Have you been thinking about publishing a Kindle book but just haven’t gotten around to sifting through the forums, the FAQs and all the rules about formatting!?

Easy Guide to Publishing Your First Kindle Book

photo by Anna Demianenko

When I first looked into Kindle publishing about four years ago I found it all confusing — the pricing structure, the ISBN numbers. Hey, I didn’t even own a Kindle!

Well, when I went back to it this year, I realized how wrong I was. Amazon has made the whole process quite user friendly and now I realize I should have been publishing on Kindle years ago.

Why should you publish?


Whether it’s a book, a Kindle short, a downloadable PDF, a magazine article, or any other information product,  publishing will give you “authority.”

You might not think you’re an authority on anything right now, but if you start thinking about your interests, the things you like to talk about, the things people ask you about…these are the topics you should write about. Of course you can publish fiction, but for the purposes of this post, we’ll be talking about non-fiction.

Let’s say, for example, you’ve been growing roses for years. As soon as the weather is warm you’re outside with your pruning shears. At night you’re outside with your watering can. You know every type of rose. You’re the go-to person for beautiful flower arrangements. Your Instagram feed is full of photos of your rose garden. Most likely you blog about roses and gardening.

Guess what? You know more about roses than I do. And more than most of the people you meet. You certainly know enough to teach us a thing or two. Do a little bit more research and add that to what you already know and you wind up with “authority.”

Build Your Platform

Your Kindle book and Amazon Author page will bring people to your blog, your social media accounts and your mailing list.

The more books you write on your topic — i.e. History of the Rose; Rose Gardening without a Green Thumb; Feeding Your Roses; Roses for Beginner Gardeners — the more you exposure you get and then the more followers on your blog, your social media and your mailing list.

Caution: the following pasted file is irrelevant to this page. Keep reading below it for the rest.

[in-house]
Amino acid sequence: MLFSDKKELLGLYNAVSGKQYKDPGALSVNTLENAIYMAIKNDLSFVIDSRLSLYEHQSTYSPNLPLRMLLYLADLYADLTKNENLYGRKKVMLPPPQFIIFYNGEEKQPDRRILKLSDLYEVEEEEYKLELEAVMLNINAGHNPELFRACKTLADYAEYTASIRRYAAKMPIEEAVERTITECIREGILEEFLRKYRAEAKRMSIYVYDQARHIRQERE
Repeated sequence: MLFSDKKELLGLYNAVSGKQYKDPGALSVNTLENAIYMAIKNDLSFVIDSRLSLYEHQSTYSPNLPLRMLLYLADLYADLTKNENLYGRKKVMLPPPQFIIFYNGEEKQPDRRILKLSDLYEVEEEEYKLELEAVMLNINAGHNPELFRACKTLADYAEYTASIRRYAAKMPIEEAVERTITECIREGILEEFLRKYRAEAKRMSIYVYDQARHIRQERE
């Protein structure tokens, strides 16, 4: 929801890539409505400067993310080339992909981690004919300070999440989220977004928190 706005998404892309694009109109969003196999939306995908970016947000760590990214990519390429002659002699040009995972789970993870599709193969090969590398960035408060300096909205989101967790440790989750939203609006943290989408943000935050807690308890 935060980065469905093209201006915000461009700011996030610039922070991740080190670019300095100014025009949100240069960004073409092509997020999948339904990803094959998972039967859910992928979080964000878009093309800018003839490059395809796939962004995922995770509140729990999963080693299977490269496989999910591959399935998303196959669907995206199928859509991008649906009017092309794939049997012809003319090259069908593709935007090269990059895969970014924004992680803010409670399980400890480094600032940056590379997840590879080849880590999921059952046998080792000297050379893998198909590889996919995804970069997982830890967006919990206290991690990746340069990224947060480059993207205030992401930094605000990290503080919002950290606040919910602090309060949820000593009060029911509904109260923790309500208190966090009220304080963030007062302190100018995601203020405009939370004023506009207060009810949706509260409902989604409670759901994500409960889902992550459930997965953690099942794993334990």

With Kindle Publishing you can earn up to 70% royalty on sales to customers in the US, Canada, UK, Germany, India, France, Italy, Spain, Japan, Brazil, Mexico, Australia and more. If you enroll in the KDP Select program you can earn more money through Kindle Unlimited (paid subscription) and the Kindle Owners’ Lending Library (KOLL, a benefit to Amazon Prime members).  Royalties are deposited monthly directly to your bank account.

No fees to publish

You don’t need to own a Kindle to publish a Kindle e-book, just as you don’t need an actual Kindle to read one. Readers can download the free Kindle App to read their books on their phone, tablet or computer. Writers (publishers) can download the Free Kindle Previewer to see what their book will look like on any device before they press the publish button.  There is no fee to publish on Kindle unless you decide to hire an editor or a book cover designer.

Write Your Kindle Book

How do you get started?


The first thing you need to do is choose a topic. The more specific you are with your topic, the more chance you’ll have of being found under the Amazon Category system.

Let’s use your Rose book as an example.  Go to Amazon.com and click on Kindle e-books.  Look at the category hierarchy on the left side of the page. You can find books about Roses via several different routes. As a Kindle Publisher, you will have the opportunity to categorize your book under two main headings. For example you might choose to go with these:

Kindle Store>Kindle e-books>Crafts Hobbies Home>Flowers>Roses

Kindle Store>Kindle e-books>Gardening & Landscape Design> Flowers>Roses